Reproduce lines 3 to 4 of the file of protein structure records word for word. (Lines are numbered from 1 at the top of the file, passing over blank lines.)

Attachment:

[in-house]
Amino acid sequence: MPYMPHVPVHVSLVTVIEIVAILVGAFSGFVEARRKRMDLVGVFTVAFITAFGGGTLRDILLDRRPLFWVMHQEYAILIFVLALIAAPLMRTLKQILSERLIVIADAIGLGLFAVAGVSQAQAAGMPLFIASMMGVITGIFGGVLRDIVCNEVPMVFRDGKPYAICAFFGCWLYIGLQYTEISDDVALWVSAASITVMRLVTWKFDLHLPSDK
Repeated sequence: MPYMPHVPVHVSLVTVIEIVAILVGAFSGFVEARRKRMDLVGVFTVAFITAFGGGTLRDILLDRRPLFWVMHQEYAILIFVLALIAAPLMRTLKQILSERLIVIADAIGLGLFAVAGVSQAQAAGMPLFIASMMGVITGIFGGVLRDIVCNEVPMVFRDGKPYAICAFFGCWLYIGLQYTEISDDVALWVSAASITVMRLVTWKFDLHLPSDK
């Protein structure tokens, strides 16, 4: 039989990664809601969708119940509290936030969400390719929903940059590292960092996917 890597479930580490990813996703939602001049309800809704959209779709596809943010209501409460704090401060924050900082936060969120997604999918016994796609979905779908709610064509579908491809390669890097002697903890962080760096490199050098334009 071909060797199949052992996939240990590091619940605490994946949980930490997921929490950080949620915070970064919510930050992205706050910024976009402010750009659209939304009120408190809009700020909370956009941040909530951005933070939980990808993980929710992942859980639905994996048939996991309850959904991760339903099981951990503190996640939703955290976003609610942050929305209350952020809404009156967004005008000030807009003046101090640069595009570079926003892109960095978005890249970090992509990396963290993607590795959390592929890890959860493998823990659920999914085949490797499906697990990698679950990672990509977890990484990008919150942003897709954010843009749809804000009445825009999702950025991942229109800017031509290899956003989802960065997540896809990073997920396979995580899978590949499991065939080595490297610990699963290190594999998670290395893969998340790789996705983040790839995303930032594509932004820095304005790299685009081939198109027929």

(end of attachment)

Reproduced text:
Repeated sequence: MPYMPHVPVHVSLVTVIEIVAILVGAFSGFVEARRKRMDLVGVFTVAFITAFGGGTLRDILLDRRPLFWVMHQEYAILIFVLALIAAPLMRTLKQILSERLIVIADAIGLGLFAVAGVSQAQAAGMPLFIASMMGVITGIFGGVLRDIVCNEVPMVFRDGKPYAICAFFGCWLYIGLQYTEISDDVALWVSAASITVMRLVTWKFDLHLPSDK
């Protein structure tokens, strides 16, 4: 039989990664809601969708119940509290936030969400390719929903940059590292960092996917 890597479930580490990813996703939602001049309800809704959209779709596809943010209501409460704090401060924050900082936060969120997604999918016994796609979905779908709610064509579908491809390669890097002697903890962080760096490199050098334009 071909060797199949052992996939240990590091619940605490994946949980930490997921929490950080949620915070970064919510930050992205706050910024976009402010750009659209939304009120408190809009700020909370956009941040909530951005933070939980990808993980929710992942859980639905994996048939996991309850959904991760339903099981951990503190996640939703955290976003609610942050929305209350952020809404009156967004005008000030807009003046101090640069595009570079926003892109960095978005890249970090992509990396963290993607590795959390592929890890959860493998823990659920999914085949490797499906697990990698679950990672990509977890990484990008919150942003897709954010843009749809804000009445825009999702950025991942229109800017031509290899956003989802960065997540896809990073997920396979995580899978590949499991065939080595490297610990699963290190594999998670290395893969998340790789996705983040790839995303930032594509932004820095304005790299685009081939198109027929």